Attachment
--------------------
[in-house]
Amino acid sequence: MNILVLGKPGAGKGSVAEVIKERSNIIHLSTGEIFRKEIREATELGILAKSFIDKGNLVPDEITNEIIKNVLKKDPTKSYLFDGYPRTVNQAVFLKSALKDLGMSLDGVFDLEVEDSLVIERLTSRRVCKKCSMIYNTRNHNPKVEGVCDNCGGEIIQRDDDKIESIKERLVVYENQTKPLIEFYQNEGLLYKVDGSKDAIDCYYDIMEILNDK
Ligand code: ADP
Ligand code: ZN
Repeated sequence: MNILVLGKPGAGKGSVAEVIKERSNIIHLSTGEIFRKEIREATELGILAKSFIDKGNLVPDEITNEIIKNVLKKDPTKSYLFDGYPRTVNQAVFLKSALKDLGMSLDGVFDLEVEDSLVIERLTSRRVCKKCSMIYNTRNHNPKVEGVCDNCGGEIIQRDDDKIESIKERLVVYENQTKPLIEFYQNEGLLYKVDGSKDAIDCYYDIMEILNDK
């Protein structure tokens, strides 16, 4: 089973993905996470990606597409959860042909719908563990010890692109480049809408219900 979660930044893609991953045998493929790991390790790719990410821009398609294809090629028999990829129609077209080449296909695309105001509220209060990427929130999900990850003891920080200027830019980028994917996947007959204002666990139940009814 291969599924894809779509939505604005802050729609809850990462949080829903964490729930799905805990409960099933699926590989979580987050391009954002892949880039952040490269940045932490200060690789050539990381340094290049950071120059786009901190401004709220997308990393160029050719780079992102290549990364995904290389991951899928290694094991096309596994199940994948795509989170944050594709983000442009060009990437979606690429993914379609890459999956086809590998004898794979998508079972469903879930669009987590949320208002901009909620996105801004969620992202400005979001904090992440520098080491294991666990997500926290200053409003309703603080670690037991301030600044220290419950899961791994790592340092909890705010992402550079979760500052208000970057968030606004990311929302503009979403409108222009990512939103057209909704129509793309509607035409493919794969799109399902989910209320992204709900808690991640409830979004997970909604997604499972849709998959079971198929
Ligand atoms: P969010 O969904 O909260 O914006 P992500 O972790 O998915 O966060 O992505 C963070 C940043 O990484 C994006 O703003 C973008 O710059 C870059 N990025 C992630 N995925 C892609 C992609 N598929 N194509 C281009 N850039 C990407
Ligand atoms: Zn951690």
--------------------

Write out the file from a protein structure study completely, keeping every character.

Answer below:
[in-house]
Amino acid sequence: MNILVLGKPGAGKGSVAEVIKERSNIIHLSTGEIFRKEIREATELGILAKSFIDKGNLVPDEITNEIIKNVLKKDPTKSYLFDGYPRTVNQAVFLKSALKDLGMSLDGVFDLEVEDSLVIERLTSRRVCKKCSMIYNTRNHNPKVEGVCDNCGGEIIQRDDDKIESIKERLVVYENQTKPLIEFYQNEGLLYKVDGSKDAIDCYYDIMEILNDK
Ligand code: ADP
Ligand code: ZN
Repeated sequence: MNILVLGKPGAGKGSVAEVIKERSNIIHLSTGEIFRKEIREATELGILAKSFIDKGNLVPDEITNEIIKNVLKKDPTKSYLFDGYPRTVNQAVFLKSALKDLGMSLDGVFDLEVEDSLVIERLTSRRVCKKCSMIYNTRNHNPKVEGVCDNCGGEIIQRDDDKIESIKERLVVYENQTKPLIEFYQNEGLLYKVDGSKDAIDCYYDIMEILNDK
């Protein structure tokens, strides 16, 4: 089973993905996470990606597409959860042909719908563990010890692109480049809408219900 979660930044893609991953045998493929790991390790790719990410821009398609294809090629028999990829129609077209080449296909695309105001509220209060990427929130999900990850003891920080200027830019980028994917996947007959204002666990139940009814 291969599924894809779509939505604005802050729609809850990462949080829903964490729930799905805990409960099933699926590989979580987050391009954002892949880039952040490269940045932490200060690789050539990381340094290049950071120059786009901190401004709220997308990393160029050719780079992102290549990364995904290389991951899928290694094991096309596994199940994948795509989170944050594709983000442009060009990437979606690429993914379609890459999956086809590998004898794979998508079972469903879930669009987590949320208002901009909620996105801004969620992202400005979001904090992440520098080491294991666990997500926290200053409003309703603080670690037991301030600044220290419950899961791994790592340092909890705010992402550079979760500052208000970057968030606004990311929302503009979403409108222009990512939103057209909704129509793309509607035409493919794969799109399902989910209320992204709900808690991640409830979004997970909604997604499972849709998959079971198929
Ligand atoms: P969010 O969904 O909260 O914006 P992500 O972790 O998915 O966060 O992505 C963070 C940043 O990484 C994006 O703003 C973008 O710059 C870059 N990025 C992630 N995925 C892609 C992609 N598929 N194509 C281009 N850039 C990407
Ligand atoms: Zn951690």